Tue, 05 Dec 2023

© Provided by Xinhua

URUMQI, Sept. 24 (Xinhua) -- Sun Lei, a teacher from Beijing, is in her fourth year in an educational assistance program in northwest China's Xinjiang Uygur Autonomous Region. Rather than returning to the bustling metropolis, she later welcomed her husband, who also volunteered to join her in this Xinjiang endeavor.

"What talent Xinjiang needs, we nurture them," said Sun, who signed up for the program to support Xinjiang's educational cause in 2019, even though her twin daughters were just four months old at the time.

China has been implementing "pairing assistance" programs in Xinjiang since 1997, channeling financial, technical, and human resource support in various fields to Xinjiang from 19 other provincial-level regions in the country.

Over the past decade, more than 130 high-level universities from these regions have invested 27.1 billion yuan (about 3.8 billion U.S. dollars) in the program to improve education in Xinjiang. Over 5,671 projects have been implemented to dispatch elite teachers like Sun to Xinjiang.

Sun is a professor at Beijing Foreign Studies University, while in Xinjiang she works at the China University of Petroleum -- Beijing at Karamay (CPUBK). Her responsibilities include developing the school's Russian language major, advancing its philosophy and social science disciplines, and assisting in the establishment of a research institute.

"In theory, I could have returned to Beijing after a year or even six months," Sun said. "I had never expected to be here for four years."

CPUBK is a relatively new institution. When the Russian language major was in its infancy, there were only four young teachers to handle the entire curriculum, with each teacher having a workload exceeding 400 teaching hours per year.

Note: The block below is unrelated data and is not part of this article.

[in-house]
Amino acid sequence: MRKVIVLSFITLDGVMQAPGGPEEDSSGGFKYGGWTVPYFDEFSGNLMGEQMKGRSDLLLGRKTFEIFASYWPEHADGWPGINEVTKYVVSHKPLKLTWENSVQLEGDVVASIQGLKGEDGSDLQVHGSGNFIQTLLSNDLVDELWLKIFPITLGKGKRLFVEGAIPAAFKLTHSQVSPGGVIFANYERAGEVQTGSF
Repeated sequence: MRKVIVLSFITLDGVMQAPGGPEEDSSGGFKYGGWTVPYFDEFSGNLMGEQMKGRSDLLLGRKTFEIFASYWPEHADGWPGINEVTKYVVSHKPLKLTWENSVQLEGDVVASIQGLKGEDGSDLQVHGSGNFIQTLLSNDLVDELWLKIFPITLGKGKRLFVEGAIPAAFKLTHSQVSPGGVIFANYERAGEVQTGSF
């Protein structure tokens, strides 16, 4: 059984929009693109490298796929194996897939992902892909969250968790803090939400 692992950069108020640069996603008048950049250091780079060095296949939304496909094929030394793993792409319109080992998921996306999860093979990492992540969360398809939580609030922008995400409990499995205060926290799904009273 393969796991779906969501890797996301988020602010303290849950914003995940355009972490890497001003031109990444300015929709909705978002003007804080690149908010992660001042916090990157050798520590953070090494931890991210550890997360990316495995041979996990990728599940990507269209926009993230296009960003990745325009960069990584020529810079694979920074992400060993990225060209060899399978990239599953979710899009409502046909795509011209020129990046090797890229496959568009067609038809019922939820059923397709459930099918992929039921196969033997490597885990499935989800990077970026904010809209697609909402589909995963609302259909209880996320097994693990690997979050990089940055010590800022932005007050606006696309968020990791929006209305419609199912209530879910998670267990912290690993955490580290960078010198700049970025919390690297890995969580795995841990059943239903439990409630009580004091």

With no complaints, Sun and her team worked to recruit teaching staff and established workshops for improving teaching and research capabilities. She also fostered a mentorship program that pairs younger teachers with more senior mentors to improve their teaching capabilities.

To capitalize on the university's strengths, Sun developed a talent cultivation model combining the Russian language with petroleum studies. Graduates of this program are highly sought after by employers.

Her efforts have elevated the research level of the Russian language major at the university, resulting in the publication of over 30 research papers, as well as the initiation of one national-level academic project and four provincial-level projects. She also assisted in establishing the Tianshan Research Institute, a comprehensive think tank platform for attracting more high-level talents.

With Sun's husband having recently made the decision to leave Beijing to join her education endeavors as a teacher, their family is now even more determined to continue supporting and developing Xinjiang.

"There is still much work to be done here, I can't leave, and I don't want to leave," Sun said. "That's why I extended my program for another year."

Over the years, tens of thousands of outstanding teachers, like Sun, have volunteered to assist education in Xinjiang, making significant contributions to the region's educational development.

"Students need me, Xinjiang needs me, and I take pride in the fact that my life's value can be better realized here," Sun said.

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